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JKDerry1,588 posts since 15 Oct 2016
UTV Newsline
To be a bit picky the 1987/1988 TV-am industrial dispute was not a strike as such. There was a one day strike done by the union ACTT on Monday 23rd November 1987, and they were are expecting to return to work the following day, however TV-am MD Bruce Gyngell decided that anyone who went out on strike on that day would never return, and on the following morning he locked them all out.

The ensuing debacle was not a strike, as the workers were all willing to come back in, however they were locked out, as Gyngell had enough of the power of the ACTT union and wanted to teach them a lesson, which he did.

The first week or so without the main staff saw TV-am really reduced to showing non stop cartoons, Flipper, Batman, Happy Days, literally anything they could get to fill the three and half hours, alongside studio links and the odd news headlines with no video reports.

Gradually by December 1988 they managed to coax a number of main staff back who broke the picket line, and they produced a reduced version of Good Morning Britain from 8.00am, with the remainder of the morning the usual bag of cartoons and US imports, mashed together with repeats of interviews and segments they had in their archive.

Gradually too the TV-am newsroom could provide more news coverage, with access to certain news agency reports and videos from other sources.

All this led to Gyngell sacking the 200 or so ACTT members by the Spring of 1988 and hiring non-union staff from UK and Australia. Gyngell won, and the unions knew that their stranglehold on ITV was over. No more 1979 style strikes.
Ne1L C911 posts since 11 Sep 2011
To be a bit picky the 1987/1988 TV-am industrial dispute was not a strike as such. There was a one day strike done by the union ACTT on Monday 23rd November 1987, and they were are expecting to return to work the following day, however TV-am MD Bruce Gyngell decided that anyone who went out on strike on that day would never return, and on the following morning he locked them all out.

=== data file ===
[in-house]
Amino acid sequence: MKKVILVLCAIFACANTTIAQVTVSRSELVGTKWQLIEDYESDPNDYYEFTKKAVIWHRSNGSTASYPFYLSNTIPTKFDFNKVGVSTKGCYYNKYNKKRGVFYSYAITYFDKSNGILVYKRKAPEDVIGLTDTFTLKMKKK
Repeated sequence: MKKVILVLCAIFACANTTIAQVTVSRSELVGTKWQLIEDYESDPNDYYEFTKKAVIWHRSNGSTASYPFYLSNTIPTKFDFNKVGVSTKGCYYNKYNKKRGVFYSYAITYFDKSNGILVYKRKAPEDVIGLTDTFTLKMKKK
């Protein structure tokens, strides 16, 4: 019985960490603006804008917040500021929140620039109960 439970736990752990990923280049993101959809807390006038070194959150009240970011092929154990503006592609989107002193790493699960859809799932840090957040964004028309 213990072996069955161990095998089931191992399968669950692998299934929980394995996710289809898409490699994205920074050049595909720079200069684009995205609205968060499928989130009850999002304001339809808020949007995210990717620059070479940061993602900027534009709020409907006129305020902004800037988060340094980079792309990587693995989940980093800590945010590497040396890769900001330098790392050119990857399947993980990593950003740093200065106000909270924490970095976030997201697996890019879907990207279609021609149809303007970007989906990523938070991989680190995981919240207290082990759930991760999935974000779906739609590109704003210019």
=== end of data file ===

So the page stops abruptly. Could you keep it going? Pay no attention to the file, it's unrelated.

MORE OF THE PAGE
The ensuing debacle was not a strike, as the workers were all willing to come back in, however they were locked out, as Gyngell had enough of the power of the ACTT union and wanted to teach them a lesson, which he did.

The first week or so without the main staff saw TV-am really reduced to showing non stop cartoons, Flipper, Batman, Happy Days, literally anything they could get to fill the three and half hours, alongside studio links and the odd news headlines with no video reports.

Gradually by December 1988 they managed to coax a number of main staff back who broke the picket line, and they produced a reduced version of Good Morning Britain from 8.00am, with the remainder of the morning the usual bag of cartoons and US imports, mashed together with repeats of interviews and segments they had in their archive.

Gradually too the TV-am newsroom could provide more news coverage, with access to certain news agency reports and videos from other sources.

All this led to Gyngell sacking the 200 or so ACTT members by the Spring of 1988 and hiring non-union staff from UK and Australia. Gyngell won, and the unions knew that their stranglehold on ITV was over. No more 1979 style strikes.



In the book "Morning Glory" part of the strike service was an interview at 8.30 by Anne Diamond. She slept in the house TVAM had on the premises. (Does anyone know anything about that house?)
Neil Jones5,245 posts since 23 Dec 2001
Central (West) Midlands Today
In the book "Morning Glory" part of the strike service was an interview at 8.30 by Anne Diamond. She slept in the house TVAM had on the premises. (Does anyone know anything about that house?)


Surely a "house" or sleeping quarters or somewhere like that is an emergency measure such as if we have heavy snowfall forecast or something that there is somebody available to get the programme on air? It's probably no more than a bedsit.

In fact I dare say the 1987 storms could have qualified as well for that purpose, although the fact it knocked out Camden Lock at the time and they had to run off down the road to Thames to get on air at all before 7am sort of negated any benefit that would have had.